ROCKVILLE – Montgomery County residents are in for a wet weekend as an existing southeastern storm system and the potential arrival of Hurricane Joaquin may dump 6-10 inches of rain in the area through Sunday.
Kevin Witt, a meteorologist with the National Weather Service for Baltimore and Washington, said while there is “no clear-cut path” for the hurricane to keep, “we’re looking at a couple big potential waves of rain coming in.”
That includes possible flooding, with 1-1.5 inches of rain falling per hour at its peak, producing 4-6 inches of rain in a 6 to12-hour period between Friday and Sunday.
Witt projected most rain would fall Friday afternoon through Saturday afternoon and “could teeter-totter either way” between occasional showers and severe storms.
“You’re looking at 6-10 inches of rain over the region between now and Sunday,” said Witt.
He also cautioned residents living near rivers, streams and creeks to be on guard for flooding by the end of the weekend as it’s likely the rain will cause running water to overflow the land banks.
Witt particularly zeroed in on people living near the Rappahannock, Shenandoah and Potomac watershed areas.
As of Joaquin, “It’s a hurricane right now, but as it moves closer to the coast, it’s tough to tell what it’s going to do or how close to the coast it’s going to be,” he added.
Rockville Mayor Bridget Donnell Newton said the director of the city’s Public Works Department briefed her before noon Wednesday.
“We’re just making sure our storm drains are clear,” she said, adding Public Works crews will be available throughout the weekend to take care of fallen trees and other obstructions.
Newton mentioned city staff will “bring in people” for utility repairs, such as Pepco.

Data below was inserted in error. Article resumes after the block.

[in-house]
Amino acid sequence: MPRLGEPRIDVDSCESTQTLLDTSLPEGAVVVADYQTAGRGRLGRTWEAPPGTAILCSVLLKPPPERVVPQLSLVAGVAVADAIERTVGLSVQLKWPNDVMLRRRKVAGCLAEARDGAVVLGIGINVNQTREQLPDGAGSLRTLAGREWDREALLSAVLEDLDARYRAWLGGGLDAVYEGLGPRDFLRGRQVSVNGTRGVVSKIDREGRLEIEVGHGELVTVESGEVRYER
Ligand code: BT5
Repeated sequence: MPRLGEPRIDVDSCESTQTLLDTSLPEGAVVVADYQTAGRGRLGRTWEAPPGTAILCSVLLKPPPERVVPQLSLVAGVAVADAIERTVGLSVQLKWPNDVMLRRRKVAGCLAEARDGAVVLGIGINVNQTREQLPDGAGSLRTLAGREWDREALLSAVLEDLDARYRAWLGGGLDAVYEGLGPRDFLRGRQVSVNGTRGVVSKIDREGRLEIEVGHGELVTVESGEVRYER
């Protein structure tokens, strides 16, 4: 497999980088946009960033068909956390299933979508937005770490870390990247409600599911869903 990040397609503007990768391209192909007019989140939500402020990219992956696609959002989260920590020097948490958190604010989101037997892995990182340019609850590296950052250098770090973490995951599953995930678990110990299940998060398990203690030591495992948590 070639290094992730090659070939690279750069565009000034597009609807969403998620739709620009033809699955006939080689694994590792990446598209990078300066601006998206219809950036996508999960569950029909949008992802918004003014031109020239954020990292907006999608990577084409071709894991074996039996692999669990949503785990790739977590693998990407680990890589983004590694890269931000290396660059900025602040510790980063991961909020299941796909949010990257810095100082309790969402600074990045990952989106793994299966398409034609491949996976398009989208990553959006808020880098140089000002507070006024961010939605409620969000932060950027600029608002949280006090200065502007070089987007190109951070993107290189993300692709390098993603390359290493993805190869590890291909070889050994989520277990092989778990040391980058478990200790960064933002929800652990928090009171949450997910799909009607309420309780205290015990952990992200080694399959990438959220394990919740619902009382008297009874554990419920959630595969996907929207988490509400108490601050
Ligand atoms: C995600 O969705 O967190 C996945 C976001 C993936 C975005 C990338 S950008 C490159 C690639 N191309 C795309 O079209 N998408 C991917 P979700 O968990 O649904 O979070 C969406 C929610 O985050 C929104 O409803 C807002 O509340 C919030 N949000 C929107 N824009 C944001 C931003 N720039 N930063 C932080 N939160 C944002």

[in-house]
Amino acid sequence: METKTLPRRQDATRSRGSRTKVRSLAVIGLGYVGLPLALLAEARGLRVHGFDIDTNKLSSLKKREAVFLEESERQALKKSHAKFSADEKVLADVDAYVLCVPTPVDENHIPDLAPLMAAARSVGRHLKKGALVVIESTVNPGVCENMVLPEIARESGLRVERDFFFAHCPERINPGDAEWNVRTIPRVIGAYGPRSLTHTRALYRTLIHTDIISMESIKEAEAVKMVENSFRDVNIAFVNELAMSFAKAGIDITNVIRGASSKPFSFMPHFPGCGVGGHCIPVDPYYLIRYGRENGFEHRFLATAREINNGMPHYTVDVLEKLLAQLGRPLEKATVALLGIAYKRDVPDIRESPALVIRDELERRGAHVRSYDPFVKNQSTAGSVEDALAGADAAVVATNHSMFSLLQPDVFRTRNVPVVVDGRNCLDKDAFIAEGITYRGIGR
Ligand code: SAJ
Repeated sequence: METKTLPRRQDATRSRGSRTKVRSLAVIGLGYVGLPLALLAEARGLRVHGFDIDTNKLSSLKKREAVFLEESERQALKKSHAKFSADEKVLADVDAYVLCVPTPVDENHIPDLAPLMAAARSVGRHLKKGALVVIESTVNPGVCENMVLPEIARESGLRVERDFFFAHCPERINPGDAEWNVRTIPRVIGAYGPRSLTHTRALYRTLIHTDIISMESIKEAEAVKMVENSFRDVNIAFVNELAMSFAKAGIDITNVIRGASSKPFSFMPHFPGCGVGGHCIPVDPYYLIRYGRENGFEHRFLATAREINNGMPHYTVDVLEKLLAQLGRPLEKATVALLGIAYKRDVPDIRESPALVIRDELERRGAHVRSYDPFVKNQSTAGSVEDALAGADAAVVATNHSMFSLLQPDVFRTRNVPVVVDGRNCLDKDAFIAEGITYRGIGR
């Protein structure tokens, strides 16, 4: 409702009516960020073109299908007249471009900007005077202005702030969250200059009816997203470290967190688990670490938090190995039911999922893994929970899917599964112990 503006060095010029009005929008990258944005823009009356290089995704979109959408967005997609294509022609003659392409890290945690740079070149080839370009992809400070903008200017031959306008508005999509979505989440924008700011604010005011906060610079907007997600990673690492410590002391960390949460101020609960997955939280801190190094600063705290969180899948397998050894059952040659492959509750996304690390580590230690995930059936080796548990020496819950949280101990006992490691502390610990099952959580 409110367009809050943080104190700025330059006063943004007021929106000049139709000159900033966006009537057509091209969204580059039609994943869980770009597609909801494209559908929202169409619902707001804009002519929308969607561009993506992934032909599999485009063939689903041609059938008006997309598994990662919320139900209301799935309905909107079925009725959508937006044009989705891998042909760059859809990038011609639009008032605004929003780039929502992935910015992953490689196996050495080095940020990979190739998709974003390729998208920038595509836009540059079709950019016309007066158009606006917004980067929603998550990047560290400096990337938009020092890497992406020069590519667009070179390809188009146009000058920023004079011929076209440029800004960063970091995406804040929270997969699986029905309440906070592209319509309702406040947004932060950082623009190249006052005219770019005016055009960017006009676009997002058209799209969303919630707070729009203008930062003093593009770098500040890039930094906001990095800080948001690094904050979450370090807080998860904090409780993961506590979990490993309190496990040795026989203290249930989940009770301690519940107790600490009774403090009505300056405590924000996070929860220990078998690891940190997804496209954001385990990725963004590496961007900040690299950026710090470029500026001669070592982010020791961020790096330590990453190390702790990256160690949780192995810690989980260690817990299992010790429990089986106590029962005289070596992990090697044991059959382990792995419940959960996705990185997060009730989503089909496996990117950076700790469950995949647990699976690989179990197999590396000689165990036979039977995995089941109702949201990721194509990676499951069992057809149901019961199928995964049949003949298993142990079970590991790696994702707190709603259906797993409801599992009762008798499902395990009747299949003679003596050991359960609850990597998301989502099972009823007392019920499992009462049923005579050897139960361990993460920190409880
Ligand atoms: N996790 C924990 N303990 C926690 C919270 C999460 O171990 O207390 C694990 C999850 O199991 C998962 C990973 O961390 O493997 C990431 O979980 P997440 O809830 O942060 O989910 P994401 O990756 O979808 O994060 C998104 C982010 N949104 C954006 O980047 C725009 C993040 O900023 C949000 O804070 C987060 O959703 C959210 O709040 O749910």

The city as a whole is “at a higher elevation,” so citywide flooding shouldn’t be an issue, according to the mayor.
However, in the city’s low-lying areas, “We will be prepared to have barricades.”
According to Rockville Police Major Mike England, as of Wednesday afternoon, the city police had “no issues” and had not received directions yet from the Montgomery County Emergency Management Group.
“So at this point in time we’re just seeing how this storm tracks and how it’s going to play out and when,” he said, later adding, “At this time, we don’t have any specifics.”
Newton explained the city staff’s response to the storm will be coordinated between multiple offices.
She described her own role as supporting the staff.
“Anything that one (department) needs, it’ll be all hands on deck,” she said.
City of Rockville citizens can report traffic light outages and other utility problems by dialing the city’s 24-7 hotline at (240) 314-8567.
“My best advice for people is to stay home and let the professionals do their jobs,” said Newton.
Takoma Park Volunteer Fire Department Capt. John Peppel explained first responders “are ready.”
Takoma Park is at a flooding risk from the Northwest Branch stream and the Rock Creek tributary, according to Pete Piringer, spokesperson for the Montgomery County Fire and Rescue Service.
Piringer said a section of Sligo Creek Parkway and Beach Drive would be closed for flooding with gates placed along Sligo Creek for such an occasion.
“We like to say we’re prepared for any kind of hazard that comes our way,” said Piringer.
Piringer recommended residents keep an eye on the weather and government alerts.
“It doesn’t take much moving water to move a vehicle or knock someone over,” he cautioned, also mentioning it takes less than a foot of water to stop a vehicle.
Piringer said the following Gaithersburg roads are prone to flooding: Route 117 Clopper Road near Seneca Creek and Little Seneca Creek, portions of Route 355 Frederick Road west of Brink Road and Davis Mill Road at Great Seneca Creek north of Gaithersburg.
Gaithersburg Emergency Management Coordinator Skip Lanham said city residents can receive the latest information about time-sensitive traffic, weather and public safety information by signing up for Alert Gaithersburg email or text alerts at the city’s website.
The county’s Office of Emergency Management and Homeland Security has a similar program called Alert Montgomery. Residents can register for it online.
Calls placed to OEMHS Wednesday were not immediately returned.
Lanham said he had not heard of massive evacuations occurring in either Gaithersburg or Montgomery County due to storms, though he added some people may need to relocate in the case of a power outage.
He recommended residents keep flashlights, batteries and medications on hand in order to prepare for possible power outages.